Mar 18, 2022 - Health

Hospitals are back in the hot seat for their prices

A health cross with money at its base.
Illustration: Aïda Amer/Axios

Forces in New York City, California and elsewhere are leading a new push to rein in hospital prices, reviving a health cost fight that’s been on hold for most of the COVID-19 pandemic.

Why it matters: Hospital prices vary considerably even in the same market, and rising prices for care are reflected in higher insurance premiums and lost wages.

Driving the news: A union health fund representing service workers in 11 states and Washington, D.C., is calling on New York State lawmakers for help and weighing whether to team up with other labor groups to gain leverage in negotiations with hospitals.

  • The effort drew praise Thursday from New York City Mayor Eric Adams.
  • Colorado employers have already banded together to directly negotiate with local hospitals and insurance companies, according to Bloomberg News.
  • California Gov. Gavin Newsom has called for creating an Office of Health Care Affordability to set limits on hospital, physician and insurer costs -- and fine those that don't comply.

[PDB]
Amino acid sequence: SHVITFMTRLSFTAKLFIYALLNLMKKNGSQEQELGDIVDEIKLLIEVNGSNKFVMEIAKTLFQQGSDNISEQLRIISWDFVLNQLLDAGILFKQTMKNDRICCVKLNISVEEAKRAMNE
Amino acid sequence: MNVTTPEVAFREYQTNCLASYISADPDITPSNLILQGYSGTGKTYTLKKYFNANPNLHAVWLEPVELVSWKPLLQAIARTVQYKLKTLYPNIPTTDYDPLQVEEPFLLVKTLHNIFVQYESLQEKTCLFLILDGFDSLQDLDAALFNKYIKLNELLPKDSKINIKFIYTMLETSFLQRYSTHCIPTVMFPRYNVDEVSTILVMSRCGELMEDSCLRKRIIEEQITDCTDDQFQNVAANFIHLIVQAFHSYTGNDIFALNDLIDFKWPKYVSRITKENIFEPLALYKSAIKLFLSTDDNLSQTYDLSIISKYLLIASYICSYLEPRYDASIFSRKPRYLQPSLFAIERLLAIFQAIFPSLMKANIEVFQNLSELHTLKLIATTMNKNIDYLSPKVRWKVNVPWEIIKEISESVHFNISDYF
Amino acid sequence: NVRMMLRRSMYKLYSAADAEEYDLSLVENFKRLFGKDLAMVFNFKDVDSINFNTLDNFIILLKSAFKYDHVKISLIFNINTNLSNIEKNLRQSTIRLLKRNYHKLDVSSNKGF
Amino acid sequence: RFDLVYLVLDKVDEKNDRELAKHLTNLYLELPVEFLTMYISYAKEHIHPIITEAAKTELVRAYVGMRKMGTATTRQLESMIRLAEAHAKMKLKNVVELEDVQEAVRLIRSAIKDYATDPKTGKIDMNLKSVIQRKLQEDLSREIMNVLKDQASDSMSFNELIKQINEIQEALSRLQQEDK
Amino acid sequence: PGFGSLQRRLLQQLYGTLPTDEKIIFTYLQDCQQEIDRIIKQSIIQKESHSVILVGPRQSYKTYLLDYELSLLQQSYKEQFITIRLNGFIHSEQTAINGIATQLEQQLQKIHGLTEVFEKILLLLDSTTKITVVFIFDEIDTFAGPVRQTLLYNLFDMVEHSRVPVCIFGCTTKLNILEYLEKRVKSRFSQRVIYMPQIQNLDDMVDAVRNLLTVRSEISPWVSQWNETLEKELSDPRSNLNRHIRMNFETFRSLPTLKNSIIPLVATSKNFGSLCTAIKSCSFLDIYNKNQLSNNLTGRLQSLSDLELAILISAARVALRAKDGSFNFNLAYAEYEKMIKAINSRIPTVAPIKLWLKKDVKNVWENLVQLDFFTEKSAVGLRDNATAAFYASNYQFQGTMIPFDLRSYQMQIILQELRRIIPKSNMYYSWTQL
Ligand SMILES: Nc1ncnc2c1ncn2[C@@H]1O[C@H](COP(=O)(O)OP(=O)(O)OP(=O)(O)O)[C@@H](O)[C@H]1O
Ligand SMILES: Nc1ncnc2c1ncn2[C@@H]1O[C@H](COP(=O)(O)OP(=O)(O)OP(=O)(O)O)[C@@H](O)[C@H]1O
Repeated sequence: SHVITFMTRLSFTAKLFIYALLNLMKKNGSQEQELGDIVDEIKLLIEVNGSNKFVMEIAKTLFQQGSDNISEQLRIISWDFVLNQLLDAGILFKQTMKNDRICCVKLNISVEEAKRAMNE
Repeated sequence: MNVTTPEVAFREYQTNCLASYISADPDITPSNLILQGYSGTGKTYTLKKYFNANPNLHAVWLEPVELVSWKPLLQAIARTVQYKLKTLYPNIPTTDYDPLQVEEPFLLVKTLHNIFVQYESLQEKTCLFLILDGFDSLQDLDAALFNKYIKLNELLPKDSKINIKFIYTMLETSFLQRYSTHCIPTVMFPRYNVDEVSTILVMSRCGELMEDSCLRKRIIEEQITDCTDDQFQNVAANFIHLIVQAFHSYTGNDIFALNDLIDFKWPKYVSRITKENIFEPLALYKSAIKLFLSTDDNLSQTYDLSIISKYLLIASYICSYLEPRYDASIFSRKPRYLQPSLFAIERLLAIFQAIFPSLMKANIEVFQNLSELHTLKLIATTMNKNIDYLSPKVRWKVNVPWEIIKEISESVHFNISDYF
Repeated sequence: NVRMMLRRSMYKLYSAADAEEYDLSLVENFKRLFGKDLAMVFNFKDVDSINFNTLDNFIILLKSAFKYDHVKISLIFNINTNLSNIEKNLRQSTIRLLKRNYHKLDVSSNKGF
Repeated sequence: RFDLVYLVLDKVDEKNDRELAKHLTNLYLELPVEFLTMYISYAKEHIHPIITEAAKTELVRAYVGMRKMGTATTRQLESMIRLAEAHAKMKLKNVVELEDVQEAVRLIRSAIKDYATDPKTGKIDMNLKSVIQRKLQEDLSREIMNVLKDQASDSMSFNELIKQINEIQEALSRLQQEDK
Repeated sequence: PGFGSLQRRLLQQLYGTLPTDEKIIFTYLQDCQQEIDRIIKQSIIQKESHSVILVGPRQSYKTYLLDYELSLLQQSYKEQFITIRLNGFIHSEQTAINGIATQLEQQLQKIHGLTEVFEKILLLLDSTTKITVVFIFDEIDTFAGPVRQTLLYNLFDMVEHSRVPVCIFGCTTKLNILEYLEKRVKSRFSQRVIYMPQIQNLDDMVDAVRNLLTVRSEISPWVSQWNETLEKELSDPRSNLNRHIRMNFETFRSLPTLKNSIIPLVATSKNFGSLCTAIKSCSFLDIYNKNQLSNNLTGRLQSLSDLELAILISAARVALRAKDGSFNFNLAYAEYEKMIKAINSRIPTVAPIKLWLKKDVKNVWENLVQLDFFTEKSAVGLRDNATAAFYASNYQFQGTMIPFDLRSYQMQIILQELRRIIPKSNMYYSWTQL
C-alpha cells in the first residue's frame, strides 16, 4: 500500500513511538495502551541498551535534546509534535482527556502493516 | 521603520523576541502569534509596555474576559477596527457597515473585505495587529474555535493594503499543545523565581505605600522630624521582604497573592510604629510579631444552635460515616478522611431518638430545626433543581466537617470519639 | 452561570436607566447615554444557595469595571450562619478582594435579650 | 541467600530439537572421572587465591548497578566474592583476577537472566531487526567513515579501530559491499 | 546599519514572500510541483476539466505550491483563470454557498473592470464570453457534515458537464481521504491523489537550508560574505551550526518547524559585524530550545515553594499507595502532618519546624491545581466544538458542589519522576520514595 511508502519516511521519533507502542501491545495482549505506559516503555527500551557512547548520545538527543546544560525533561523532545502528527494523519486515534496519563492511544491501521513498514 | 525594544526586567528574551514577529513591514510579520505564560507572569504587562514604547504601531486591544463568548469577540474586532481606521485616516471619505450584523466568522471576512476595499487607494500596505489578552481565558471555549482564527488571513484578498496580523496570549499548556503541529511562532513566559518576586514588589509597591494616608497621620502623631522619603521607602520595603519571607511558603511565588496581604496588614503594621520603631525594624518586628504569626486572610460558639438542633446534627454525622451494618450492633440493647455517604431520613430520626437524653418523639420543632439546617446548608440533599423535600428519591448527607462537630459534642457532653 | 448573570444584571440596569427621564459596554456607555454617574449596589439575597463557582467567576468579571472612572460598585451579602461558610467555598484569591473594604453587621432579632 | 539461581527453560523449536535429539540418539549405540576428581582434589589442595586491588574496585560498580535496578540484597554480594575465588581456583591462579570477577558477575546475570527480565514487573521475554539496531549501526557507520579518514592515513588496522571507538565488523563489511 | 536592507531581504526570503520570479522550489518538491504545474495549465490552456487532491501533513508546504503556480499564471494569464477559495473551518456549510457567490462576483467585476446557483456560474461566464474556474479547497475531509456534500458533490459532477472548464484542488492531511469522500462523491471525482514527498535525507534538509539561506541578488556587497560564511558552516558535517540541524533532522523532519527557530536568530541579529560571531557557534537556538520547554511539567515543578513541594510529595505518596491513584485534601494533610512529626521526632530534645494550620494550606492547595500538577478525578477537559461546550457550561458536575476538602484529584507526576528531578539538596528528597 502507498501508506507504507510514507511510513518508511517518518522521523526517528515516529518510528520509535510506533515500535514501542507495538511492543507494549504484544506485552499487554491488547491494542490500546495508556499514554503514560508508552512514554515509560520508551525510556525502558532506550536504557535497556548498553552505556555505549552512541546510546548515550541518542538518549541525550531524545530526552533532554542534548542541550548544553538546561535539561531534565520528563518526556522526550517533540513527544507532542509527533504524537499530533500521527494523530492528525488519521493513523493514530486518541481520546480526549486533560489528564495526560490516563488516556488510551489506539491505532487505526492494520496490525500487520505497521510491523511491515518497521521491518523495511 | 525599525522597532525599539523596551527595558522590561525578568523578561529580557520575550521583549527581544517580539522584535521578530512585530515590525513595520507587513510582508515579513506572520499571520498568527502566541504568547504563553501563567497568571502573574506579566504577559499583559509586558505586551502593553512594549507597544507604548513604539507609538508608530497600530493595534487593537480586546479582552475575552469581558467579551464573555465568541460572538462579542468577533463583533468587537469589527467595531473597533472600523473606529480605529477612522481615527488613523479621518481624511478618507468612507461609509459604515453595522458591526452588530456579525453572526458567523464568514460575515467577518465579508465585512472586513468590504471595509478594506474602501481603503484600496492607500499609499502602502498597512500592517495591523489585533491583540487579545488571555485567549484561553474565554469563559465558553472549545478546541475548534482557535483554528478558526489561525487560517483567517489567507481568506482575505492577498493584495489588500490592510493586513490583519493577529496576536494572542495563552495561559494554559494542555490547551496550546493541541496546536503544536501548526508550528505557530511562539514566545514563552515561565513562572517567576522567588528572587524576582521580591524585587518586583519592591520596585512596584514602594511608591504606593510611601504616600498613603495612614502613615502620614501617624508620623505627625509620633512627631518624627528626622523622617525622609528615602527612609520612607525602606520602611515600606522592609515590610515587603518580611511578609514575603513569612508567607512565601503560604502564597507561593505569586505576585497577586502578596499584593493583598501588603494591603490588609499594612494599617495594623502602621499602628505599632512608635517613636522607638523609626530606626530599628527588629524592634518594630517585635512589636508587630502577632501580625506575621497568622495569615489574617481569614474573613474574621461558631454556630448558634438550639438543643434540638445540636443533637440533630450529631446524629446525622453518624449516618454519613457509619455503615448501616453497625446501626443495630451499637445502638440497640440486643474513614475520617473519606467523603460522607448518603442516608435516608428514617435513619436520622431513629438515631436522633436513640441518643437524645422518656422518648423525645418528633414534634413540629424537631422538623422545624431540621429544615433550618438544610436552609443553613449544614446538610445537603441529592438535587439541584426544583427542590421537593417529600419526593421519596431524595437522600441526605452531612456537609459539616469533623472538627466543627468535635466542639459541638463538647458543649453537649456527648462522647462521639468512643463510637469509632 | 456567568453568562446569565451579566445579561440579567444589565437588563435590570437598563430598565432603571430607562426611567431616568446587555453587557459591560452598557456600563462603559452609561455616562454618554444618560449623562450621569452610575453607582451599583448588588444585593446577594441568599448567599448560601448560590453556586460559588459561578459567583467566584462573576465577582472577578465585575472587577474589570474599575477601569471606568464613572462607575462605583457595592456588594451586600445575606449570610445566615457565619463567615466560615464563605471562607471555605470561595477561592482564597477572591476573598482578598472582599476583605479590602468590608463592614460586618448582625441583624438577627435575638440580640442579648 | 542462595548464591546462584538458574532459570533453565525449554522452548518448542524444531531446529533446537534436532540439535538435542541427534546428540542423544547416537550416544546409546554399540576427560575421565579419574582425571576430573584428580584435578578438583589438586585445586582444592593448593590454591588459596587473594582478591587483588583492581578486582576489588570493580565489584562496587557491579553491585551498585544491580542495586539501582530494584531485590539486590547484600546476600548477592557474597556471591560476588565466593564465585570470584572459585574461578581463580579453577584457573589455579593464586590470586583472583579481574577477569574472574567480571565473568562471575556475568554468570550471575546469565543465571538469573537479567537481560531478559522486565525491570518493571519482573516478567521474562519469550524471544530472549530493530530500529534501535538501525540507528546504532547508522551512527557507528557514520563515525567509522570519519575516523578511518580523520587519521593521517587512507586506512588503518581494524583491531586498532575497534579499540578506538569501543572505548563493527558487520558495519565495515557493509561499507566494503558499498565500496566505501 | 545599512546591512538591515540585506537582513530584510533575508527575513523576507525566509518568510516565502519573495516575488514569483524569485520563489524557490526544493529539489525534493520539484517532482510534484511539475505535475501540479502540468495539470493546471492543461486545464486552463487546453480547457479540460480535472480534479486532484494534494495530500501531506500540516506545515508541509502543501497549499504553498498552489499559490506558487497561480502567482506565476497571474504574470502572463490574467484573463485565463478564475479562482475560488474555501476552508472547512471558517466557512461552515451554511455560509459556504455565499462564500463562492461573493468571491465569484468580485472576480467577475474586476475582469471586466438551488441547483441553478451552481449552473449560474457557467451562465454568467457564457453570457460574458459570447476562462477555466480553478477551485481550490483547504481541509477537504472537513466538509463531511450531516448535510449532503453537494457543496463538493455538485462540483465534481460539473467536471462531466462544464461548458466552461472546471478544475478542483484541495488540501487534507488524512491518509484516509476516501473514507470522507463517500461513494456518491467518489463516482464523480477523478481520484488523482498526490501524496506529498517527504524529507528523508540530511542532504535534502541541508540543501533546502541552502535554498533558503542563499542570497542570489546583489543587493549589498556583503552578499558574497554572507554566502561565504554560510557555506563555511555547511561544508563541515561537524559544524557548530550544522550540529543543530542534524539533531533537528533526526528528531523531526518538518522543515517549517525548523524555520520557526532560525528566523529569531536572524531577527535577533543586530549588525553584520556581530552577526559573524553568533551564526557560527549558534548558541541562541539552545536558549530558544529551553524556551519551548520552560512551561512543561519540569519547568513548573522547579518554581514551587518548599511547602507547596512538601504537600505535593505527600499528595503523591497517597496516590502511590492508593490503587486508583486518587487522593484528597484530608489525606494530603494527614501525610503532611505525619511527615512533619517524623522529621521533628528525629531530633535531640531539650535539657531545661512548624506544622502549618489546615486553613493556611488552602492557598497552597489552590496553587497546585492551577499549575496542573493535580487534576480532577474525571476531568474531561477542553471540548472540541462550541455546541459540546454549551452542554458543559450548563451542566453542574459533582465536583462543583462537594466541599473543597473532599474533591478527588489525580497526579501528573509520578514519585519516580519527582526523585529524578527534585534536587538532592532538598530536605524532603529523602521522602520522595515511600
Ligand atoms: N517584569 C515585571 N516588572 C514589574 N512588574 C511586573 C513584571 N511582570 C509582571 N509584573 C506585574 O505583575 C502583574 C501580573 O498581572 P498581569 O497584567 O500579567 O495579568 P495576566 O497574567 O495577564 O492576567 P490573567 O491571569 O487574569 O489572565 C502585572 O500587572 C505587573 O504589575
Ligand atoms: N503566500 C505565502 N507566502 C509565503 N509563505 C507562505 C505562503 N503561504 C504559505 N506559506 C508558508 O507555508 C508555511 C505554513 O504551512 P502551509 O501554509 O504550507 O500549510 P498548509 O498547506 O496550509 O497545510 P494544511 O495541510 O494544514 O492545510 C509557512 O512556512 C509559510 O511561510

• Legislators in half of the states have debated transparency bills that, among other things, would force hospitals to disclose prices or in some cases cap cost increases, per the National Academy for State Health Policy.

Between the lines: The focus on hospital pricing is driven by a growing gap between what employers, unions and private insurers pay hospitals compared with what Medicare pays for the same services.

By the numbers: The service workers union’s 32BJ Health Fund on Thursday released a report showing private hospitals in New York City charged it on average 300% more than they charged Medicare for the same services.

  • That gap also affects governments that buy coverage for active and retired employees. The union fund estimated New York City may be overpaying by as much as $2.4 billion.
  • An analysis of pricing trends at 10 major urban health systems contained in the report found major disparities in the cost of some common procedures. The union said a C-section delivery, for example, varied from $27,700 to $55,000 at New York City private hospital systems while costing $17,800 at the public Health + Hospitals system.
  • “Hospital prices are the main driver of our costs and U.S. healthcare spending -- findings that should direct policy change going forward,” the report states.

The other side: Hospitals have long argued that government programs like Medicare pay too little, and that they have to charge privately insured patients more to make ends meet. The pandemic has also disrupted many hospitals’ business models -- for example, by forcing the cancellation of elective procedures.

Our thought bubble: Old health cost fights are resurfacing as the pandemic ebbs, putting political pressure on providers that were hailed as heroes and seen as largely untouchable during the worst of the crisis.

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